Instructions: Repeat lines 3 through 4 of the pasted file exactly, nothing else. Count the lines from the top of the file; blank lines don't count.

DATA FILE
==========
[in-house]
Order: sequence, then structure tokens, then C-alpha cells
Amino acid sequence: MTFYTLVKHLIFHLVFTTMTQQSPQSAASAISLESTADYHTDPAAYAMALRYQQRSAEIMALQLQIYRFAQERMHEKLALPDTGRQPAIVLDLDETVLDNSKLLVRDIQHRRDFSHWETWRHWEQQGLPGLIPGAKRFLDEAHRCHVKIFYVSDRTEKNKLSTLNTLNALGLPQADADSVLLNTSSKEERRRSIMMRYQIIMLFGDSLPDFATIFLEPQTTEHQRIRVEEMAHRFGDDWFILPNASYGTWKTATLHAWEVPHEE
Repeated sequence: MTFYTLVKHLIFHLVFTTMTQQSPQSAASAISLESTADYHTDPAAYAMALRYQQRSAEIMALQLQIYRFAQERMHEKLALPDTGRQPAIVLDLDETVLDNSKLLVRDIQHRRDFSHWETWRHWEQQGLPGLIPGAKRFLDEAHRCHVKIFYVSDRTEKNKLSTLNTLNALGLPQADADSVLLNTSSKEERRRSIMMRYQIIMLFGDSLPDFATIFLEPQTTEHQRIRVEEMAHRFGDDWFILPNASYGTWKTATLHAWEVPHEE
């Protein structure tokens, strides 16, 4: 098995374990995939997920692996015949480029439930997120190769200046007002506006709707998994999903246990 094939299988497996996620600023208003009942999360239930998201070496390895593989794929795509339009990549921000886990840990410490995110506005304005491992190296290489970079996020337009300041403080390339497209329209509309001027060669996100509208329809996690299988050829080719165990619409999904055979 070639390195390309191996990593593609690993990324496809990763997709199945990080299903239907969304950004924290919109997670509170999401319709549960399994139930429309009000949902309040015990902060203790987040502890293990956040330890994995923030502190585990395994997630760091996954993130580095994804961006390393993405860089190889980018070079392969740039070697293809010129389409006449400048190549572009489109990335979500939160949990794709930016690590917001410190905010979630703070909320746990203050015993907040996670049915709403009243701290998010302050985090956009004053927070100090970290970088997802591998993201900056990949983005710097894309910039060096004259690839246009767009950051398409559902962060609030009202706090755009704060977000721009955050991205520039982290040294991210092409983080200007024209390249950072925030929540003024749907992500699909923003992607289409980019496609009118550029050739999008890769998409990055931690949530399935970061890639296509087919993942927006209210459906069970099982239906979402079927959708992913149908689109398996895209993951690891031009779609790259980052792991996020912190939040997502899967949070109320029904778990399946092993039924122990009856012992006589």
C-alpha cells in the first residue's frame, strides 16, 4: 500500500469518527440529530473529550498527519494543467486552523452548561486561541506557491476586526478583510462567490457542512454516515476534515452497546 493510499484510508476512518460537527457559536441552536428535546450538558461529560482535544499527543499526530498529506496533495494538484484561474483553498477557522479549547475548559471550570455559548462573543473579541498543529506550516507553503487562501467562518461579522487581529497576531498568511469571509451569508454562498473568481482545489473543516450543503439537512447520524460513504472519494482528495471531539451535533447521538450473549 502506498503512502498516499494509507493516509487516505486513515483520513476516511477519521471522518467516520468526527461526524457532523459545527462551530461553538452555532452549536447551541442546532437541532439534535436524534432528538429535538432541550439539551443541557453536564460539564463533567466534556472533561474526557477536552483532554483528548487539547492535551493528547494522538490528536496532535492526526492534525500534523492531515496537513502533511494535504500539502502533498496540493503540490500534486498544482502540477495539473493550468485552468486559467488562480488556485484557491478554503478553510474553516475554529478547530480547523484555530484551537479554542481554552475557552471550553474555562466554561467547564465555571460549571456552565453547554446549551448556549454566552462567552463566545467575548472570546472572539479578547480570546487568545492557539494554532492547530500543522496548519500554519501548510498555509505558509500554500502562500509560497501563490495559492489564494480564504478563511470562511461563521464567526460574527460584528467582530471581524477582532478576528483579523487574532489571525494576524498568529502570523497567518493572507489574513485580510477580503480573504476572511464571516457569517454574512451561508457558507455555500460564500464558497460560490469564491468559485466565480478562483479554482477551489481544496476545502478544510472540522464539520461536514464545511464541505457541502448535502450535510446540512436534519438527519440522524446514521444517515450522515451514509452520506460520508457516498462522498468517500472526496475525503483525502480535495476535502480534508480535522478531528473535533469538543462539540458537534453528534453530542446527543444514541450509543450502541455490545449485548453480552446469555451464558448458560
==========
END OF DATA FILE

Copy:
Amino acid sequence: MTFYTLVKHLIFHLVFTTMTQQSPQSAASAISLESTADYHTDPAAYAMALRYQQRSAEIMALQLQIYRFAQERMHEKLALPDTGRQPAIVLDLDETVLDNSKLLVRDIQHRRDFSHWETWRHWEQQGLPGLIPGAKRFLDEAHRCHVKIFYVSDRTEKNKLSTLNTLNALGLPQADADSVLLNTSSKEERRRSIMMRYQIIMLFGDSLPDFATIFLEPQTTEHQRIRVEEMAHRFGDDWFILPNASYGTWKTATLHAWEVPHEE
Repeated sequence: MTFYTLVKHLIFHLVFTTMTQQSPQSAASAISLESTADYHTDPAAYAMALRYQQRSAEIMALQLQIYRFAQERMHEKLALPDTGRQPAIVLDLDETVLDNSKLLVRDIQHRRDFSHWETWRHWEQQGLPGLIPGAKRFLDEAHRCHVKIFYVSDRTEKNKLSTLNTLNALGLPQADADSVLLNTSSKEERRRSIMMRYQIIMLFGDSLPDFATIFLEPQTTEHQRIRVEEMAHRFGDDWFILPNASYGTWKTATLHAWEVPHEE